Last week I showed my journalism students an audio slideshow by multimedia producers Duckrabbit. Sat in silence, they watched Francoise’ story and got into a healthy debate afterwards about the piece.
They loved the text on the screen, and the images; but most of all, as one student put it “I like how she tells he own story without any reporter’s voice”.
Duckrabbit have just launched a powerful new series with Medicins Sans Frontiers, and if you speak to Ben Chesterton from Duckrabbit you’ll quickly learn letting people tell their own story is what he’s all about.
Told only in their own voices all the website asks you is to send a message of support. At first that might seem a bit daft…Surely what they need is cash right? Well if you watch their videos you can find out about their lives, you can find out they’re not much different to you and me…secondly your messages of support do make a difference. I worked in camps in Kenya and the thing that people were most frightened of was being forgotten, the sense that no-one cares.
Journalists realised a few years ago there is good work available telling the powerful stories of NGOs, charities and the people they help.
More NGOs though need to come round to that idea, and understand the journalist’s storytelling skills will add a punch that no black and white footage with dreary voice over ever could.
Here’s another inspiring article doing the rounds: detailing how multimedia journalists in America are re-inventing themselves and forging new business working for NGOs and non-profit groups.
…in Norfolk, Virginia, former Virginian-Pilot staff photographer Chris Tyree has launched a multimedia production company called Weyo with Stephen Katz, who is still a staff photographer at the paper and won POYi Newspaper Photographer of the Year honors in 2008. “We’re trying to brand ourselves as storytellers to the non-profit world,” Tyree says. Clients so far include Physicians for Peace, Resolve.org and the Samaritan’s Purse Canada, among others.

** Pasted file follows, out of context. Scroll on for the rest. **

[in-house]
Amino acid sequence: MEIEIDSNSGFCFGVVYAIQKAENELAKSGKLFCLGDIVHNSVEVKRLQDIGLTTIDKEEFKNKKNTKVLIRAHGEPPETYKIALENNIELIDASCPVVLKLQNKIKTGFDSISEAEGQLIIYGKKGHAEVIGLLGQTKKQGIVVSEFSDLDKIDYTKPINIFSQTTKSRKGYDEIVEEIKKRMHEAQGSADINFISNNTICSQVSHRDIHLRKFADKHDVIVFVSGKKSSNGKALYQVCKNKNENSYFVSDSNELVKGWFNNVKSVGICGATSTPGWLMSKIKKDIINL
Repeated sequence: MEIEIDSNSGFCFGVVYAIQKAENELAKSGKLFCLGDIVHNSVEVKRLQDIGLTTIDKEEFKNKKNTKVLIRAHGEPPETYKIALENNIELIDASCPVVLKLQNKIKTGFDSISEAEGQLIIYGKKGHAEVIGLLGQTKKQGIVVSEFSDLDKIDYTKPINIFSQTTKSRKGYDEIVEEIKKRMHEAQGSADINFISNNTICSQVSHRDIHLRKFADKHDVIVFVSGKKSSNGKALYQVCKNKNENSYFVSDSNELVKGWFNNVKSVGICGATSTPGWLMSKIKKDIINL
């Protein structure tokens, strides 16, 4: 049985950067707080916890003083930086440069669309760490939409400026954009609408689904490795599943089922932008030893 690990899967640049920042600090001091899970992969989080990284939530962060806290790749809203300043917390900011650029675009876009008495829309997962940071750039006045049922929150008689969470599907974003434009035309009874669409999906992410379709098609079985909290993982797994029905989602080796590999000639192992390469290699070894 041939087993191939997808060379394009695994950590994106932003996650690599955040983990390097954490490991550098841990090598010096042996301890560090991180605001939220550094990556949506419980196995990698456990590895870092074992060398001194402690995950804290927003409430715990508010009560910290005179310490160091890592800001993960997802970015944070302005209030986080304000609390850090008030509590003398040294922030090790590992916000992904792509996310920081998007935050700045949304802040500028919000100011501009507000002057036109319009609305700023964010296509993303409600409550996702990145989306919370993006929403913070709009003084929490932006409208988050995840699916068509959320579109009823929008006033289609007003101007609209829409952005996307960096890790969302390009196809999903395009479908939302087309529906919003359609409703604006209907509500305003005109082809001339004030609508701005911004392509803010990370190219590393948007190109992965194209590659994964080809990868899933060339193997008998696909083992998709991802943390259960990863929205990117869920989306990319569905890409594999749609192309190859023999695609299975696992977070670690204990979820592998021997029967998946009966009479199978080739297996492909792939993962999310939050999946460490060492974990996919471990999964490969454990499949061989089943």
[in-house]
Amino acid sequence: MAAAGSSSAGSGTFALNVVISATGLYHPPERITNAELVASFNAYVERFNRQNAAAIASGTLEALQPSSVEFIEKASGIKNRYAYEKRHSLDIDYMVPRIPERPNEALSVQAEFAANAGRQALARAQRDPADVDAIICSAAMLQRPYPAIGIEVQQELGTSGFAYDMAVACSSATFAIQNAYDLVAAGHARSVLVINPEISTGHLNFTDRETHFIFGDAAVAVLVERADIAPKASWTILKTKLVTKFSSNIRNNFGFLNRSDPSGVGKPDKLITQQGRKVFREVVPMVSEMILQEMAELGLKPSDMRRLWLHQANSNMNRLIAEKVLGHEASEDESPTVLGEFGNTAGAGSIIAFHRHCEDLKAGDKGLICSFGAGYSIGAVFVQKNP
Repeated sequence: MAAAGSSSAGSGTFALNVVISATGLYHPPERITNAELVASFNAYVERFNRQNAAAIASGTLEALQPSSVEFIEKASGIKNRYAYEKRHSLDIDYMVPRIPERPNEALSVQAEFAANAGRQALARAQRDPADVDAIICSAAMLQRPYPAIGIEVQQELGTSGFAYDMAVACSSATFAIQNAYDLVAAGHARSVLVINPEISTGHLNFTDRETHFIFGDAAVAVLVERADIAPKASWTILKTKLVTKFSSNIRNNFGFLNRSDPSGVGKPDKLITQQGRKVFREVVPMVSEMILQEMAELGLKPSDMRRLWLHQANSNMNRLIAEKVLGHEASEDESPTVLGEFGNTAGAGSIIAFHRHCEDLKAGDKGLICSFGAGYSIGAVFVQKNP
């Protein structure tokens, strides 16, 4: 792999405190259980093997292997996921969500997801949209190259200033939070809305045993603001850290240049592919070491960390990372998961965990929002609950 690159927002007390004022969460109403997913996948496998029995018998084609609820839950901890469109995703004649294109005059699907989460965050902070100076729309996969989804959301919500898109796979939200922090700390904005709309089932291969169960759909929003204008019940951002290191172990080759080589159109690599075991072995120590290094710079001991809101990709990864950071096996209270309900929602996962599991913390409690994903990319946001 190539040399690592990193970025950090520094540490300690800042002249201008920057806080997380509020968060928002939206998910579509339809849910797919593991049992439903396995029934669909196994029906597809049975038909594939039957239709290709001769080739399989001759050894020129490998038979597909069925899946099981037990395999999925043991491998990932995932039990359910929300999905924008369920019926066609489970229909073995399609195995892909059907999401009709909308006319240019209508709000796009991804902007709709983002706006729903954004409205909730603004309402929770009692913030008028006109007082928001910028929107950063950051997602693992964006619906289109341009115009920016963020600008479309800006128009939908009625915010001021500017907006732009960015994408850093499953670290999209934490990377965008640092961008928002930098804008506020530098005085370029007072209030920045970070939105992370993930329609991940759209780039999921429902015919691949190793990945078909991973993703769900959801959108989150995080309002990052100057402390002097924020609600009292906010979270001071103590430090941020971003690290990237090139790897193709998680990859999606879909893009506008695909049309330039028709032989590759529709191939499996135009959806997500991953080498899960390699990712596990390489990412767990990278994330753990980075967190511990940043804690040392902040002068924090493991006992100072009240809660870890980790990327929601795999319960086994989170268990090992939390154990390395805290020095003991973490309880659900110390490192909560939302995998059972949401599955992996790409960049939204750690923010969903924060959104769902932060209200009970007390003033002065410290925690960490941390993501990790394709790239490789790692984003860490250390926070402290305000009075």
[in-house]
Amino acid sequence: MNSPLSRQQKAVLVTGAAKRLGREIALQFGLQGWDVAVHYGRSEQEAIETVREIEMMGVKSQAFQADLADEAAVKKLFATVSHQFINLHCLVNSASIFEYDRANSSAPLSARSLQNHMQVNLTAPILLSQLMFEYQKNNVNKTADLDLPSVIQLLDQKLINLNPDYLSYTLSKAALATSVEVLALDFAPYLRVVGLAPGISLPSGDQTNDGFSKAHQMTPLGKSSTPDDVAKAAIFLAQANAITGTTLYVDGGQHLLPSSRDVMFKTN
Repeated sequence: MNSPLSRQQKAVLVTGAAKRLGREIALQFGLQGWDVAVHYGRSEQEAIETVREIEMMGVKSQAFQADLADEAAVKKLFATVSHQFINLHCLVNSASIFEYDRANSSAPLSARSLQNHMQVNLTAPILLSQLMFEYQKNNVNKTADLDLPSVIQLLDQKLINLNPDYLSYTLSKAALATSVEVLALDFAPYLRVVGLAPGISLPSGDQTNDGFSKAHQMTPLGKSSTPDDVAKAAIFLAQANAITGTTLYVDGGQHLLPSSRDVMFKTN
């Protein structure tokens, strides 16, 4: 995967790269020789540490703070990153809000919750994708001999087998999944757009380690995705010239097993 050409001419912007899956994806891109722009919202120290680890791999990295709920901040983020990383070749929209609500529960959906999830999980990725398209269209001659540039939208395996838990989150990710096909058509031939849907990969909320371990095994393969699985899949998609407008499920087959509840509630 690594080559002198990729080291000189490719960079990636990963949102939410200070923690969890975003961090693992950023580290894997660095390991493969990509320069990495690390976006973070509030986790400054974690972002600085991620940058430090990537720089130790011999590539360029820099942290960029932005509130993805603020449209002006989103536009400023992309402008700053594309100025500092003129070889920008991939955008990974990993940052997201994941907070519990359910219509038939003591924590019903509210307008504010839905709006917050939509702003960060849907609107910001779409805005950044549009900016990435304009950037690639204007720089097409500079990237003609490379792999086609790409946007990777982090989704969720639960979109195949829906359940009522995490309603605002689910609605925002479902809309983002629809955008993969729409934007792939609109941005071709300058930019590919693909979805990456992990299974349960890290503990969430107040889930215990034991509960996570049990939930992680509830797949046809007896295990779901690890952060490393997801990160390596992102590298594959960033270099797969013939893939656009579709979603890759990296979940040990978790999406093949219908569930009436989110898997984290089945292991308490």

Tyree quit his job last August, right before a wave of layoffs hit The Virginian-Pilot. “It became obvious that stories I was interested in—about social justice and social responsibility—weren’t getting [published] as much” because of budget pressures and cutbacks, Tyree explains.
And they reckon their background in frontline news gives them the edge over more established competition.
One challenge for would-be freelance multimedia producers is competition from established video production companies that are chasing corporate and non-profit PR work. Migielicz argues that producers with newspaper backgrounds are better storytellers by training, and can work faster and leaner.
Leeson says, “One thing you learn as a still photojournalist is how to get in and out and produce something with high quality. We know how to tell a story. We don’t have to story board it, and go through all these pre-production meetings. All I need is a grasp of what the client is hoping for. In newspapers, you get an assignment with a basic outline of the story, and beyond that you’re expected to find it.”
As a couple of other inspiring pieces (like this one and this one) are showing, maybe now is the time to to take the plunge and advertise your talents to more people. But the risks and challenges of starting your own business are still pretty intimidating.
The money though isn’t bad, according to the article:
Weyo just finished one job that paid $10,000 for a 7-minute video and a Web site with “20-some” linked pages. Another recent job for a women’s shelter paid $15,000 for similar work, “with some branding as well,” Tyree says. Another shelter in Maryland paid Weyo $4,000 for a video and some still photography. “I was definitely paid better at the newspaper, but that’s because we’re just starting out,” he says.